- Receive an estimated market value for your piece right then and there. This process takes about 2 minutes.
- A very nice customer service representative calls to answer all your questions and tells you what will happen next.
- Ship your item. If that price suits you, Worthy will send a FedEx delivery person to your house the next business day (or sometimes the same day!), in which you send the jewelry, diamond or watch to them — Worthy pays for all shipping and insures the item for up to $1 million (yes, really!).
- Agree on a “reserve price,” or the lowest price you are willing to accept.
- Your item is auctioned. Worthy will put your jewelry in front of at least 100 potential buyers worldwide, who can then bid on your item.
- Receive an offer within 7 days of Worthy receiving your item.
- Get paid. After you confirm the sale, you’ll receive payment within 24 hours, including through PayPal or your bank account. Cha-ching!
I even filmed a video about my own experience selling jewelry on Worthy:
How do you know that the price is fair?
Worthy's jewelry evaluation process is actually a pretty big deal.
They work with the Gemological Institute of America, which specializes in analyzing and pricing fine jewelry — especially pieces with diamonds.
Worthy keeps you updated throughout the appraisal process and, in the end, leaves it up to you to decide if your piece goes up for sale at the final appraised price.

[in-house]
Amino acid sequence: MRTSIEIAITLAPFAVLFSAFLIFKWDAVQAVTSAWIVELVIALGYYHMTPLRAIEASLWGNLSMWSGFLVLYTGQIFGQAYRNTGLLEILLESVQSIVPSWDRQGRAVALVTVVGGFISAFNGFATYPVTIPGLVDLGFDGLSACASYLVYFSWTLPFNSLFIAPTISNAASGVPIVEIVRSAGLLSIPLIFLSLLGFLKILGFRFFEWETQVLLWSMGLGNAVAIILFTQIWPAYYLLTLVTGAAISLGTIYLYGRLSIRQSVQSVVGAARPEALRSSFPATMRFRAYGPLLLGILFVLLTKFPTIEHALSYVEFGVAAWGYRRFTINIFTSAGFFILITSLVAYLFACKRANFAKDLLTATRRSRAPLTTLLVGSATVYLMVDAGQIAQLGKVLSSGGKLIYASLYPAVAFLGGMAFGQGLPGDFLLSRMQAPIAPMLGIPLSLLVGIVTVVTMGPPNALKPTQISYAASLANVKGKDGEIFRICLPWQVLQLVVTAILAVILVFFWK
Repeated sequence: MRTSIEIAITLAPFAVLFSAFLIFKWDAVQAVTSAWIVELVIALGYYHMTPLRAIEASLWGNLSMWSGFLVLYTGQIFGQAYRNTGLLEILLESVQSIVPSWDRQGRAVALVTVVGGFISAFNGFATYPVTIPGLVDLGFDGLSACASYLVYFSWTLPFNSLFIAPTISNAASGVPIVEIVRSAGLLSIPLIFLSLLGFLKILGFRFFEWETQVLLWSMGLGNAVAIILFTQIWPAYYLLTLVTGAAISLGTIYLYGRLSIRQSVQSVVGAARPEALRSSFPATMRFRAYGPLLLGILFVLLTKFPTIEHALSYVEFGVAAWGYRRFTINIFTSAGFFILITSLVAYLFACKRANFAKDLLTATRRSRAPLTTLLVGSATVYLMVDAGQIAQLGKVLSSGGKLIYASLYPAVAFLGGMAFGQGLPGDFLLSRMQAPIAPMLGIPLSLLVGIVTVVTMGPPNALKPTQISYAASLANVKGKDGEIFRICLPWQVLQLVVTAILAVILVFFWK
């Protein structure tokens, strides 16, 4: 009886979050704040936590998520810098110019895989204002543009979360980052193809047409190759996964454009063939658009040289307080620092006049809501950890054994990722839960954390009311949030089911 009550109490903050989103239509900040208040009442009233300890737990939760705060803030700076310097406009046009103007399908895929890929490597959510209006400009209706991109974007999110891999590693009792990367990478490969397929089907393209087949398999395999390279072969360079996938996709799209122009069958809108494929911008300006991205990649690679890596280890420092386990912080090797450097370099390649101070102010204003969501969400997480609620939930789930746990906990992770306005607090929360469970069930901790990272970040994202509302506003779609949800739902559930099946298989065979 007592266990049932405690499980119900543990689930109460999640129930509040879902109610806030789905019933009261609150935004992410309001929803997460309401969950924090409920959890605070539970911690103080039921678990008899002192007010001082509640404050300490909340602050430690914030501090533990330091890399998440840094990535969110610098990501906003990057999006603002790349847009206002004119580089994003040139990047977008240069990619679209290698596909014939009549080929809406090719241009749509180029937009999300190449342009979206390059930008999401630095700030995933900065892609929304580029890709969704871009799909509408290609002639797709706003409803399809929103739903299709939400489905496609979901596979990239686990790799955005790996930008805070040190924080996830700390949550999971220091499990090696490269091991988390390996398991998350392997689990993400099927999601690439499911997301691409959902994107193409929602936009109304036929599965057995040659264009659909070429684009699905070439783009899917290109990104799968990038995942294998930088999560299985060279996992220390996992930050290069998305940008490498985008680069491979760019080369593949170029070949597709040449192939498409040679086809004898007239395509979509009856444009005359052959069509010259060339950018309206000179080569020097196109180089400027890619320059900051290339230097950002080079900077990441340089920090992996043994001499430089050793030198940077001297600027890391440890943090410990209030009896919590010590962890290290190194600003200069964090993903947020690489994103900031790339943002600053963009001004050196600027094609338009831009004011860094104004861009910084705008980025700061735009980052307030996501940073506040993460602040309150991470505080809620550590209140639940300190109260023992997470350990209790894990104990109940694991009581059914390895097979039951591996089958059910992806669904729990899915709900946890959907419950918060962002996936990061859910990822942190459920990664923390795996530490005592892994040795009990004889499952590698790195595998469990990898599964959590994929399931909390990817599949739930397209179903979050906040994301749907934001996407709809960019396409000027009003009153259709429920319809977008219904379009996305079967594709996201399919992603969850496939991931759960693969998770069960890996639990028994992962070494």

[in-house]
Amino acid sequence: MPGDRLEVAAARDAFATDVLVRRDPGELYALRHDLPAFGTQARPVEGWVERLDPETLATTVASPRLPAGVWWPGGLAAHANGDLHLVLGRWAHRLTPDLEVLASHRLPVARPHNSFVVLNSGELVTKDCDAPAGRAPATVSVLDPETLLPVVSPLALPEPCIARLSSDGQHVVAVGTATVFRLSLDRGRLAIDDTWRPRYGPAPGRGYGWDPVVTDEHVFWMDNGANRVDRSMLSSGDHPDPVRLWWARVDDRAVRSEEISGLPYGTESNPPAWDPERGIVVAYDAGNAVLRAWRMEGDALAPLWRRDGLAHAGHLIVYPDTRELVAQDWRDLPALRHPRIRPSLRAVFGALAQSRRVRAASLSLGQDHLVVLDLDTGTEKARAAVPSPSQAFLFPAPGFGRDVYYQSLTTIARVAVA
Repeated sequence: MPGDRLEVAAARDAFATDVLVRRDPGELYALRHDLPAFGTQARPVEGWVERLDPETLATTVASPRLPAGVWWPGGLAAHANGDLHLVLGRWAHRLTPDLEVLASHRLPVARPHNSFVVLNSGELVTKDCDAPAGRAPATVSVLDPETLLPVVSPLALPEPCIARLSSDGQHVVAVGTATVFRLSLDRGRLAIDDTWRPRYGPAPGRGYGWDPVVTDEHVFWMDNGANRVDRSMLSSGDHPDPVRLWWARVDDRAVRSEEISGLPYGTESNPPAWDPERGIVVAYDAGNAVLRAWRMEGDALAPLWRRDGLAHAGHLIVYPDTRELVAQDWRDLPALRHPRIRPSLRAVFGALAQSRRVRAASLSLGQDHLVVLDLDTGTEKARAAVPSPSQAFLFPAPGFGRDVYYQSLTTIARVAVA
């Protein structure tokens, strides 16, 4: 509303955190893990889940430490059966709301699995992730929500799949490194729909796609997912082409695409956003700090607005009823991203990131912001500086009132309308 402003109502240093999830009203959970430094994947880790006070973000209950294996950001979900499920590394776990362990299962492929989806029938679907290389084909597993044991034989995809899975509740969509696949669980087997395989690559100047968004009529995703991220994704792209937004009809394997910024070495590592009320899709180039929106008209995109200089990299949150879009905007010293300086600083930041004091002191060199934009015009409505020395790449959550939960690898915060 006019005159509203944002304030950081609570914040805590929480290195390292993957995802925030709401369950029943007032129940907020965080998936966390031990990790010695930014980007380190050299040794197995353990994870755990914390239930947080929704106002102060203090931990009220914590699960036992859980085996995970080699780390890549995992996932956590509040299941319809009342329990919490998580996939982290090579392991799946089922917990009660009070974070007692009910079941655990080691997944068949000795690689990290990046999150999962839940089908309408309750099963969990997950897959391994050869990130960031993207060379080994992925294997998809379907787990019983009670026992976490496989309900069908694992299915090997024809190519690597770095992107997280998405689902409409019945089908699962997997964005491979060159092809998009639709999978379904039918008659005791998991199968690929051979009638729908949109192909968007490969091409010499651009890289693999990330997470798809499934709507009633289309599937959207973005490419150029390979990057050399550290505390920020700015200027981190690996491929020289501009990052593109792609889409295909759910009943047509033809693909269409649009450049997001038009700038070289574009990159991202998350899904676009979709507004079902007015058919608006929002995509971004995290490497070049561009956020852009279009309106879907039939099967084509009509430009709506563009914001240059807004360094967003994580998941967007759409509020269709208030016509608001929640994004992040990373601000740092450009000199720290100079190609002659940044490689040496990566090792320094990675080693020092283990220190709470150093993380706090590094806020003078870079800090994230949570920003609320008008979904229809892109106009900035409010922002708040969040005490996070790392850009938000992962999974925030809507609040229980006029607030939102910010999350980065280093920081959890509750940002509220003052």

Plus, the report from GIA will be available for you to inspect for yourself.
Fees and guarantees
Worthy takes up to 20 percent of the sale price.
They are very transparent: if they don’t sell your item for at least the reserve price, they return it to you, free of charge, no questions asked.
I also love that Worthy will pay you $100 if you successfully sell your auctioned item to an independent jeweler for a price higher than Worthy was able to offer.
I was recently on The Doctors, talking about the importance of selling your old wedding ring to pay the bills:
More ways to sell diamond and other valuable jewelry
Worthy is certainly not the reputable only place to sell your diamond ring, luxury watch, gold or other jewelry. In some cases, Worthy may not be the best fit.
What about diamond upgrades and trade-ins?
Both local and national jewelry chains like Kay Jewelers, Jared, Tiffany and Nordstrom all offer diamond trade-in and upgrade services. This means that they offer you a price for your diamond that you can only use in-store to buy another piece of jewelry, or upgrade your diamond to a larger stone. Some have an online trade-in value calculator.
These tend to be legitimate services. But if you are looking to sell your diamond ring or other jewelry for the most cash, upgrade and trade-in services are not a good choice. Why?